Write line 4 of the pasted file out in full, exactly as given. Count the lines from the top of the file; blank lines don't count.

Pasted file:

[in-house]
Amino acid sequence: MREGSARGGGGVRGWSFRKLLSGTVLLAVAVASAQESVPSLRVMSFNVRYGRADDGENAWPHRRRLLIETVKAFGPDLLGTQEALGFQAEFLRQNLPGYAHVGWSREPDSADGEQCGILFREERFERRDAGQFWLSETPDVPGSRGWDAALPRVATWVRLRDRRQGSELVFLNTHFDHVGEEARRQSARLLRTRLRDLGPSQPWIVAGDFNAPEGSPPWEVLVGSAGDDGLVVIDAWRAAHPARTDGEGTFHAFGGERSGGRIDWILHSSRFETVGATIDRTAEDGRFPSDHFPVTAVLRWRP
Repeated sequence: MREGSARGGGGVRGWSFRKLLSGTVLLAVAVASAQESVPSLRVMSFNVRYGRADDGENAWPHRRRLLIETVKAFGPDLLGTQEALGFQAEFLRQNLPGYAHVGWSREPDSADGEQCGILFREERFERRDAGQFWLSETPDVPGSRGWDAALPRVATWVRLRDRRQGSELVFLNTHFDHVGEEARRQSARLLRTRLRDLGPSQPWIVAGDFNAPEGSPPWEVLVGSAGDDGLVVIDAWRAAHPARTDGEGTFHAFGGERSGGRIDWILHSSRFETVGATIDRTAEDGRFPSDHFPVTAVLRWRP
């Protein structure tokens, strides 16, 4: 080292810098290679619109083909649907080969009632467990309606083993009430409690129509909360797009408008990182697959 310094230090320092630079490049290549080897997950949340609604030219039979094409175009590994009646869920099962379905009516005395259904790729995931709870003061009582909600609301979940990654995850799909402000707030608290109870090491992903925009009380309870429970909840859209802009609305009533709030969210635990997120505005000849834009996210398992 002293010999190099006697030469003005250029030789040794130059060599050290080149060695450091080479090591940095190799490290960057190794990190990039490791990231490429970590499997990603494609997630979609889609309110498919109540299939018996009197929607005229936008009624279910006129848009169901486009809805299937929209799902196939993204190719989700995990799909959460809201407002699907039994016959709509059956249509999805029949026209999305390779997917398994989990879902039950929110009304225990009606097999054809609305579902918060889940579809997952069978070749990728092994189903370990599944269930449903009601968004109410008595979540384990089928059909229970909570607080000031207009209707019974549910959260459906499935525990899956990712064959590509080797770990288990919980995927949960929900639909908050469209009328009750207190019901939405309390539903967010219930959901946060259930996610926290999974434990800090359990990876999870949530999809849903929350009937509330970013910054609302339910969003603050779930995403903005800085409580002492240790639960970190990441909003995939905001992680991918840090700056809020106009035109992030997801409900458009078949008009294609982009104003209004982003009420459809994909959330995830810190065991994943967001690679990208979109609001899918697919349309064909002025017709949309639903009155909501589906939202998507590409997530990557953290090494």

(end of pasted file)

């Protein structure tokens, strides 16, 4: 080292810098290679619109083909649907080969009632467990309606083993009430409690129509909360797009408008990182697959 310094230090320092630079490049290549080897997950949340609604030219039979094409175009590994009646869920099962379905009516005395259904790729995931709870003061009582909600609301979940990654995850799909402000707030608290109870090491992903925009009380309870429970909840859209802009609305009533709030969210635990997120505005000849834009996210398992 002293010999190099006697030469003005250029030789040794130059060599050290080149060695450091080479090591940095190799490290960057190794990190990039490791990231490429970590499997990603494609997630979609889609309110498919109540299939018996009197929607005229936008009624279910006129848009169901486009809805299937929209799902196939993204190719989700995990799909959460809201407002699907039994016959709509059956249509999805029949026209999305390779997917398994989990879902039950929110009304225990009606097999054809609305579902918060889940579809997952069978070749990728092994189903370990599944269930449903009601968004109410008595979540384990089928059909229970909570607080000031207009209707019974549910959260459906499935525990899956990712064959590509080797770990288990919980995927949960929900639909908050469209009328009750207190019901939405309390539903967010219930959901946060259930996610926290999974434990800090359990990876999870949530999809849903929350009937509330970013910054609302339910969003603050779930995403903005800085409580002492240790639960970190990441909003995939905001992680991918840090700056809020106009035109992030997801409900458009078949008009294609982009104003209004982003009420459809994909959330995830810190065991994943967001690679990208979109609001899918697919349309064909002025017709949309639903009155909501589906939202998507590409997530990557953290090494």